TFS has developed a comprehensive, consistent and rigorous method of evaluating the full scope of pension fund Fiduciary Management, within limited timeframes. The essential purpose of our Audit process is to verify that the Fund’s responsibilities, relationships and tasks are being managed prudently and according to best practices and that Fund executives and board members have the tools and controls they need to deploy assets confidently.

In pursuing our approach, we divide Fiduciary Management into three primary areas of analysis: strategic services, asset management services, and accountability services. These three form the foundation of pension fund management and the focus of our evaluation.

We then divide the three primary building blocks into nine key processes – the main channels through which services flow and for which control points and risk factors must be evaluated.

In turn, we break those key processes down into the discreet tasks and deliverables carried out by the various fiduciary managers – a minimum of 100 activities.

In a single picture, the process looks like this:


By investigating the quality, risk factors and control features of all those activities, TFS produces a comprehensive, concise and independent assessment of a fund’s full fiduciary management picture: is it robust and likely to lead to the results required? Have fund executives and board members covered their responsibilities?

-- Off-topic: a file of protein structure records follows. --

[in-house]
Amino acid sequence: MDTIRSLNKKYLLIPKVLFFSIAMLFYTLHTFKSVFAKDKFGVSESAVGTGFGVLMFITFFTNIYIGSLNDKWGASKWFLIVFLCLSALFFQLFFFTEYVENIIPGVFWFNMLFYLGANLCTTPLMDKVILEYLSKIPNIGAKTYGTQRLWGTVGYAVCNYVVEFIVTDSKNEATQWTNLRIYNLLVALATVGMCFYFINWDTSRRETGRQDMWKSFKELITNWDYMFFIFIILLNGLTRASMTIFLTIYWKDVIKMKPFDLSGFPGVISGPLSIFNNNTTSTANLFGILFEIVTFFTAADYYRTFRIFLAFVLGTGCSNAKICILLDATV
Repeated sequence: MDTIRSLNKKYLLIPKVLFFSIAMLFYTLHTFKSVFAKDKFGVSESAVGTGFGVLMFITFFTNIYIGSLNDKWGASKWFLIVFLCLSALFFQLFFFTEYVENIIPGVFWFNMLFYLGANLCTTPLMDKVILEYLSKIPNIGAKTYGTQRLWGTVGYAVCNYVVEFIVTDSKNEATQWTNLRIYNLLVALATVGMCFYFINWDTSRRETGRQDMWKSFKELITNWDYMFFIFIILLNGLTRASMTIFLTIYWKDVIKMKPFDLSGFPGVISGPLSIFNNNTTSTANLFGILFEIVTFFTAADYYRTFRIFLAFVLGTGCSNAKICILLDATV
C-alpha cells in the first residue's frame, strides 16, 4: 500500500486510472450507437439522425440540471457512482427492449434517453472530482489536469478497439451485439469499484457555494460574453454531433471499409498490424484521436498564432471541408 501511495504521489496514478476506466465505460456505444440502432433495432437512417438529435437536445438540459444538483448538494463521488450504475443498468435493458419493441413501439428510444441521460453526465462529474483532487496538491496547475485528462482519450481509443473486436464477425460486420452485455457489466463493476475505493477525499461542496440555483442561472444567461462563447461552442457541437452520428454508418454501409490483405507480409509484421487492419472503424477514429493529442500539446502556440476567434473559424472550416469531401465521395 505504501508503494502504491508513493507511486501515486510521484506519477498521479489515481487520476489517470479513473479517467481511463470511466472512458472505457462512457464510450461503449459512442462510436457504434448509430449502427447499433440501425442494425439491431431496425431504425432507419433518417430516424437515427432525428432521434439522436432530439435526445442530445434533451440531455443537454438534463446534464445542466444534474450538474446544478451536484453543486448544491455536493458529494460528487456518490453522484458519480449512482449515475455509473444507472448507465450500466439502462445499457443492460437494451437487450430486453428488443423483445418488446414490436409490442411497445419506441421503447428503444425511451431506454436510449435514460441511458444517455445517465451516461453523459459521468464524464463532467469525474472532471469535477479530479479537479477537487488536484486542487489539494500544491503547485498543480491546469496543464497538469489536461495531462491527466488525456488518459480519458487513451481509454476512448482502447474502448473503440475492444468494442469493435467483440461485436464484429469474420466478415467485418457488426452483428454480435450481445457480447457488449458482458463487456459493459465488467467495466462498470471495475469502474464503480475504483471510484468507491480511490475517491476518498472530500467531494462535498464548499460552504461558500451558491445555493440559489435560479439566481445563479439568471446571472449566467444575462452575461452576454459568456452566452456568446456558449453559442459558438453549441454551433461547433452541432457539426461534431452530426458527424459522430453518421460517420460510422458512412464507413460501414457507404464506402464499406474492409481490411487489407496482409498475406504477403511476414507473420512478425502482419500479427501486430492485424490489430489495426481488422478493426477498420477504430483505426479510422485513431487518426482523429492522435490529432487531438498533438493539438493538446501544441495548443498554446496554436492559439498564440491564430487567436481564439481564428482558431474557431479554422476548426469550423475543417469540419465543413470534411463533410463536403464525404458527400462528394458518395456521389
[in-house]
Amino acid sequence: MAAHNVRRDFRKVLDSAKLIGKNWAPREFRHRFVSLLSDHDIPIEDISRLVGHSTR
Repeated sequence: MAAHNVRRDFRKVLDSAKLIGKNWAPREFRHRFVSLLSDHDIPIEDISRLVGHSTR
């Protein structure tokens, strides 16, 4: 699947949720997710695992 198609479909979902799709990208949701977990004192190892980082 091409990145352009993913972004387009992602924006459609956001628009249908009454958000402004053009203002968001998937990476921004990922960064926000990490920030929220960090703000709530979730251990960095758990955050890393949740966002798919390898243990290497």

The Audit includes interviews with executives and staff holding direct responsibility for specific tasks and relationships, as well as in-depth discussions with members of the pension fund’s management board. The fund’s governance structure comes under particular scrutiny as does the efficacy of service level agreements with fiduciary managers and other service providers. An important aspect of the Audit process is evaluating the range of responsibilities and expectations held by stakeholders. This analysis helps fund executives and board members account for the broader issues inherent in their duties.

This disciplined method helps board members identify critical control points, excess or unrewarded risk issues and any holes in the fund’s structure or practices. It goes far beyond a simple evaluation of issues like fund yields and whether or not “alpha” has been achieved.

TFS asks basic questions about why the assets have been entrusted to the fund in first place, and how they can be best deployed to meet the covered group’s liabilities. And, sees to it that board members have the answers to those fundamental questions, and more.

Once a comprehensive picture of the total Fiduciary Management situation has been formed, the board can move quickly to set priorities for remediation and begin to address specific problems or weaknesses, an effort in which TFS can be of assistance.